Contributions to a Roth IRA are not deductible. However,
the trade-off from the loss of a tax deduction are two big tax benefits:
These two tax benefits are available to all holders of Roth IRAs, as long as the account holder has one Roth IRA that is at least six years old. Similar to other IRAs, annual contributions can't exceed $5,500 for 2015 and 2016. You are entitled to an additional $1,000 contribution if you are over 50 years old at year end. In all cases, maximum contribtuions to IRAs are limited to total earned income.
Non-working spouses are entitled to IRA contributions based upon their spouse's earned income as long as a joint tax return is filed.
Your eligibility to make a current year's contribution to a Roth IRA depends upon your income level and filing status. Full ROTH IIRA contributions are allowed if your total inocme falls below the following income levels:
If your total income exceeds the preceeding income levels, your maximum ROTH IRA contribtion gets reduced.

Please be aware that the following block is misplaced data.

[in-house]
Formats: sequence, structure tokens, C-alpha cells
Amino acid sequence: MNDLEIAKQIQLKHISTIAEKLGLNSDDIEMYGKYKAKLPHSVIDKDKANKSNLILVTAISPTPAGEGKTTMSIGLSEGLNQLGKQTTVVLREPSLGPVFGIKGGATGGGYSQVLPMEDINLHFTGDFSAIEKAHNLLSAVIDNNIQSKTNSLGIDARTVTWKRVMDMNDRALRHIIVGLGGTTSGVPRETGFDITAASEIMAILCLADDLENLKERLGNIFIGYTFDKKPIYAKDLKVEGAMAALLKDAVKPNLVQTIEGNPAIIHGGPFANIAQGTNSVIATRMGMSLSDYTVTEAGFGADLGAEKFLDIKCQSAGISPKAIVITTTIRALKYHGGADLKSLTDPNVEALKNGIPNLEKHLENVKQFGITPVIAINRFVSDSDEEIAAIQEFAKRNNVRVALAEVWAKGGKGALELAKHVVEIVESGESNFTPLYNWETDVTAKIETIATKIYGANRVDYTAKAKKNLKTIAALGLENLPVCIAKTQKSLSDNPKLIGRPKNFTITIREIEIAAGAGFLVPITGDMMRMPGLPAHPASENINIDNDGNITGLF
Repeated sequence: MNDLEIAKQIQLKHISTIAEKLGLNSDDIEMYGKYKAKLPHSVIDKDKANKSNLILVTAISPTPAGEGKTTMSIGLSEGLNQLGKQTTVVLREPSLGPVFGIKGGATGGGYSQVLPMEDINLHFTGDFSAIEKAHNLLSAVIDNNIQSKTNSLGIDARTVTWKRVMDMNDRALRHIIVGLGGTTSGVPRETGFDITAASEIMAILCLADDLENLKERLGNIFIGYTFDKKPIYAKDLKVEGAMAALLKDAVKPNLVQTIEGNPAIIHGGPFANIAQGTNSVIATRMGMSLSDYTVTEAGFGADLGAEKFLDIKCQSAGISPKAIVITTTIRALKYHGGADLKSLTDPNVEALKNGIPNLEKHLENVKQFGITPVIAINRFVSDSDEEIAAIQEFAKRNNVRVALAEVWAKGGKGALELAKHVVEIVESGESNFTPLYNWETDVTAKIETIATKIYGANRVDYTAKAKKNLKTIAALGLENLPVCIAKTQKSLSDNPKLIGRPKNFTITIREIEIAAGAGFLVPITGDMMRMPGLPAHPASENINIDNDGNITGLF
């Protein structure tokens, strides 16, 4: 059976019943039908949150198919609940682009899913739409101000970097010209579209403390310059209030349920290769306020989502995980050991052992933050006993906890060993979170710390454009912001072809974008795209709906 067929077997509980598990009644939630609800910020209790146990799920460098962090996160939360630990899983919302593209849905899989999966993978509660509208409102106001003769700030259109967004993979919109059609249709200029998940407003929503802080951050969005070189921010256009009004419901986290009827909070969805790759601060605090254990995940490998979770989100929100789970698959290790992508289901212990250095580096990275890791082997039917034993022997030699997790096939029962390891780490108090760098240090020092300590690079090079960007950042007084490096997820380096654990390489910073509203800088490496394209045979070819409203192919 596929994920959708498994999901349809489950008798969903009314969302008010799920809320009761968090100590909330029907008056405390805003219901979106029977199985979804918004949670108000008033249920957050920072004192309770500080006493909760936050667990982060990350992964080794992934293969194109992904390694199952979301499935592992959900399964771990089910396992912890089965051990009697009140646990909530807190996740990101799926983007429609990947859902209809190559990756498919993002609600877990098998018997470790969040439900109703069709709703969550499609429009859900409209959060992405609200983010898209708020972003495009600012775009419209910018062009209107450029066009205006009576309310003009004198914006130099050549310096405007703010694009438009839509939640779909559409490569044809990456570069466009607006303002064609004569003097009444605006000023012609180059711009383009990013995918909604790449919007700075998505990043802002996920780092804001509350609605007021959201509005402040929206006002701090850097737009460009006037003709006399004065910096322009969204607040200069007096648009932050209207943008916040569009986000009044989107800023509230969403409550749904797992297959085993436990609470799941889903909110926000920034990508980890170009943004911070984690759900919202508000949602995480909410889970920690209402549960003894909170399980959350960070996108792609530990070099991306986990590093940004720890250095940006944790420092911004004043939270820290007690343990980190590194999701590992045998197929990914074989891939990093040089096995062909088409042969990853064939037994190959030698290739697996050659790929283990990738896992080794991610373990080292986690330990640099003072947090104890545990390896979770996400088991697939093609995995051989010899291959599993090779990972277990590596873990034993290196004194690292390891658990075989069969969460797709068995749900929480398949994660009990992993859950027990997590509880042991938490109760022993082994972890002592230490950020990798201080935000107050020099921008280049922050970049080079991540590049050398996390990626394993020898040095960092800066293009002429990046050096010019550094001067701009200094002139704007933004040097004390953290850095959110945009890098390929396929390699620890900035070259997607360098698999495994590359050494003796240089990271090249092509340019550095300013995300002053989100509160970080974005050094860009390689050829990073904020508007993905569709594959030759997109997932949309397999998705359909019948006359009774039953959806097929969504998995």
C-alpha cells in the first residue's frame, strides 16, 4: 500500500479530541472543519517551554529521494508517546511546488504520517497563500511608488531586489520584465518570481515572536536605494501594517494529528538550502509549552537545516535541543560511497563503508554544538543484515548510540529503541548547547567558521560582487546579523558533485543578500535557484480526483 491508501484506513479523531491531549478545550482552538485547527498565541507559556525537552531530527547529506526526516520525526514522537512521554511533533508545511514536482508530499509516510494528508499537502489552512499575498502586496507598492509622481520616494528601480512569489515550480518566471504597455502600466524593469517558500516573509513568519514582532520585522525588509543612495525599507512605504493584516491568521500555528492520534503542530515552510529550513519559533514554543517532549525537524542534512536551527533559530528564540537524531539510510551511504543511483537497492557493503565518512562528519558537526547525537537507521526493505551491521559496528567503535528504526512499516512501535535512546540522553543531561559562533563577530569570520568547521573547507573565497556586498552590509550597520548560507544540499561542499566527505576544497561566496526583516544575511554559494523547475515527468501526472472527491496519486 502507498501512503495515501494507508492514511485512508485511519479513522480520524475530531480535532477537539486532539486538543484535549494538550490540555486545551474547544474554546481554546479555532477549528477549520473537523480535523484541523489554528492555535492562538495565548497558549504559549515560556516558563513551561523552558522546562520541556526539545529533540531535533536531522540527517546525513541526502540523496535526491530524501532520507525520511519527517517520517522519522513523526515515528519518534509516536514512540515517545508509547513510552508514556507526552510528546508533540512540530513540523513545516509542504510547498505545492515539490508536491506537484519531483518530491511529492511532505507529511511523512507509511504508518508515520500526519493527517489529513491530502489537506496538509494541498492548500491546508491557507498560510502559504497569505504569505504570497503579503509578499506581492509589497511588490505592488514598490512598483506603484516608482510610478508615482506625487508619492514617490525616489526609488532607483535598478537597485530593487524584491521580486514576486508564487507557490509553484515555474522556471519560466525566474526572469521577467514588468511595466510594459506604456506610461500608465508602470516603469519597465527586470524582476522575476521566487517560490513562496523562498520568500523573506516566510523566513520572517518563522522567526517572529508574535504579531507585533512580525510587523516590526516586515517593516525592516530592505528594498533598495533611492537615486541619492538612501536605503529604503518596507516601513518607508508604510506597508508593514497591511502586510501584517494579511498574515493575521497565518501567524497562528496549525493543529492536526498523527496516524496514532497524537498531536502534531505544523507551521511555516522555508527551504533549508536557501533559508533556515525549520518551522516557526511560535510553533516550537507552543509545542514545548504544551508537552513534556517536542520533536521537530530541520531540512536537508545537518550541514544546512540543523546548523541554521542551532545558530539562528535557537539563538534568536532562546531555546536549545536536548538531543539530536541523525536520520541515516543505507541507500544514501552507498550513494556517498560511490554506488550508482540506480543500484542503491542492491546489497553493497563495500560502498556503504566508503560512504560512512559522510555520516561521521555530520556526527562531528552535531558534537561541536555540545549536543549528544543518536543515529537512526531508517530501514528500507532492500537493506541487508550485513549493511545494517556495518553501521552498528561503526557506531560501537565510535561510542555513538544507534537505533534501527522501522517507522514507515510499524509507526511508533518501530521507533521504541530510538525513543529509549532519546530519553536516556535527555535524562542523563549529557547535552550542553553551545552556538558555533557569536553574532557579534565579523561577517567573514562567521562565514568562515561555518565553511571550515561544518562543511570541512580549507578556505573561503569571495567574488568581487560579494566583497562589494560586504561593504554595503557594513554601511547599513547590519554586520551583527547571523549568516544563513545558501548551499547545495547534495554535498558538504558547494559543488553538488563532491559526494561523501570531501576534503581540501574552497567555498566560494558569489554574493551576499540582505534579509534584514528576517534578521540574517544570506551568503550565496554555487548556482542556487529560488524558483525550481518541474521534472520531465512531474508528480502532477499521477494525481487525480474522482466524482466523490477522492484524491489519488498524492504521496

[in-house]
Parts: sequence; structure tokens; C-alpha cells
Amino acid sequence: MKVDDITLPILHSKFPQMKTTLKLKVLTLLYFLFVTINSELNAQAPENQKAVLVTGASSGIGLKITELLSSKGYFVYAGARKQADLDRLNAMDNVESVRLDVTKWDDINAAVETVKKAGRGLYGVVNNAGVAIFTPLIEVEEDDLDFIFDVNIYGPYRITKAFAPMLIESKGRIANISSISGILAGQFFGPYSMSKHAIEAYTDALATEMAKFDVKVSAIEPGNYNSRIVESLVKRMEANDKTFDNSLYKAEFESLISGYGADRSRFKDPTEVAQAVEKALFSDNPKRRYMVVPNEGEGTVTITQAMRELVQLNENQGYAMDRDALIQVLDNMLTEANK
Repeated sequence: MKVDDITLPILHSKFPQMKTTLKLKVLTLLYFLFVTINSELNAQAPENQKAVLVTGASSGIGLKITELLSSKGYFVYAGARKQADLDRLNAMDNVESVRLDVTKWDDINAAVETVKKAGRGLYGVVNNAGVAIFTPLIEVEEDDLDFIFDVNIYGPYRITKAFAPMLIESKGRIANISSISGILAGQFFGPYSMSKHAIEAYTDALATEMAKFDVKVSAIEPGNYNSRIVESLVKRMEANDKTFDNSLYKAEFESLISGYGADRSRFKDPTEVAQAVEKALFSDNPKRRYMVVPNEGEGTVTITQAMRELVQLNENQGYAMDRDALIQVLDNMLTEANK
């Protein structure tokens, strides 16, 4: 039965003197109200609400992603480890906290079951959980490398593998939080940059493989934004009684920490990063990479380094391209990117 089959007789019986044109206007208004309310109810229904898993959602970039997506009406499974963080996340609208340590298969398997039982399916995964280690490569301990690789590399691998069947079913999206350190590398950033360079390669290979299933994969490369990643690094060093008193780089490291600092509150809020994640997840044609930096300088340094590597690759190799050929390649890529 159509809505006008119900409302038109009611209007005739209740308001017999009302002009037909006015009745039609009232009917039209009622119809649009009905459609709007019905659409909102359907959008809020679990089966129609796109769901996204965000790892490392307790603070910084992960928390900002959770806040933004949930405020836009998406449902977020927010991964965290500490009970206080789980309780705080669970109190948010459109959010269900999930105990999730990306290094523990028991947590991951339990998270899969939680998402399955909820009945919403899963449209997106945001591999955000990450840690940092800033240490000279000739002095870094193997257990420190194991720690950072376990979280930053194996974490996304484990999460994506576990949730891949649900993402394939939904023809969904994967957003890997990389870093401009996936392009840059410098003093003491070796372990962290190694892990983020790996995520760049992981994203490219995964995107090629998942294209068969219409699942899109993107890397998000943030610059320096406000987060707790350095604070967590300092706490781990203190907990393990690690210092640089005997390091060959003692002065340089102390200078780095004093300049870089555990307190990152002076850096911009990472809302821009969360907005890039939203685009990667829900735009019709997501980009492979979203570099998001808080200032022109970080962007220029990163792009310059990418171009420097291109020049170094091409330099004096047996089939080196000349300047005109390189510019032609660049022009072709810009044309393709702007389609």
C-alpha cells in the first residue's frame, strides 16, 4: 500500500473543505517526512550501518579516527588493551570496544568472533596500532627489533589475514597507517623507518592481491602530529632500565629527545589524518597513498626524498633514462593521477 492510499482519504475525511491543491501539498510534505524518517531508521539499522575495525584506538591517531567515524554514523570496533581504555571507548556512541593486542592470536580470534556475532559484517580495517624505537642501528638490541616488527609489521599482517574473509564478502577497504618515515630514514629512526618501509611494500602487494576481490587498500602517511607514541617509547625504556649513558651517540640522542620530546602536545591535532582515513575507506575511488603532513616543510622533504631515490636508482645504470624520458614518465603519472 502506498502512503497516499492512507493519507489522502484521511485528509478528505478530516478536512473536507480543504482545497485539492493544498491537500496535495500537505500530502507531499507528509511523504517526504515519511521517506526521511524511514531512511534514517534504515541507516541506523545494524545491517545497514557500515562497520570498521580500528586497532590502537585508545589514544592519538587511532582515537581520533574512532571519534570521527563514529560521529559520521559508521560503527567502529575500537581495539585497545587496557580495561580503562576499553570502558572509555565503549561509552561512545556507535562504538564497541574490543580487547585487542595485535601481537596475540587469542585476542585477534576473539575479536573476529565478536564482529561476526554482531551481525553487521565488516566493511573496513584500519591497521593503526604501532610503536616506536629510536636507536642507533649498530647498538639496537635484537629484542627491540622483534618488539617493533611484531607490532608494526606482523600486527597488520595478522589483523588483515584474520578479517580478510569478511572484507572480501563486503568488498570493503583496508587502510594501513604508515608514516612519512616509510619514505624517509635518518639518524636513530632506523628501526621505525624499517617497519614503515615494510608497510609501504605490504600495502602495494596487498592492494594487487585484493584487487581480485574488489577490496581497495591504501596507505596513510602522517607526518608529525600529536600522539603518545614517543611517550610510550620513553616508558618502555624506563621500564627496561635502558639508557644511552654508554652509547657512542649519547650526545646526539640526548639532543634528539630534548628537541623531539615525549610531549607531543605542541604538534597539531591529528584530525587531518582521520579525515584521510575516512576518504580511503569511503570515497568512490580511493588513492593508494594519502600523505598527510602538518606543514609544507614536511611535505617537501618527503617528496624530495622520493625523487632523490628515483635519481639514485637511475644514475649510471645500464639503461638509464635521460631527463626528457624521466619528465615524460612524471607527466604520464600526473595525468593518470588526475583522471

If your filing status is married filing separately, you generally cannot make a contribution to a ROTH IRA.
If you meet certain requirements, you can transfer all or part of your present holdings from a traditional IRA into a Roth IRA; the transfer will trigger the same income as a taxable distribution. However, the transfer will be exempt from the 10% early distribution penalty and any Illinois income tax. In order to transfer assets from a regular IRA to a Roth IRA you must meet two requirements for the year:
Conversions of traditional IRAs into Roth IRAs can be costly unless done correctly; therefore, professional advise is recommended.To contact me or return to a different page, use the links on the left hand side of this page.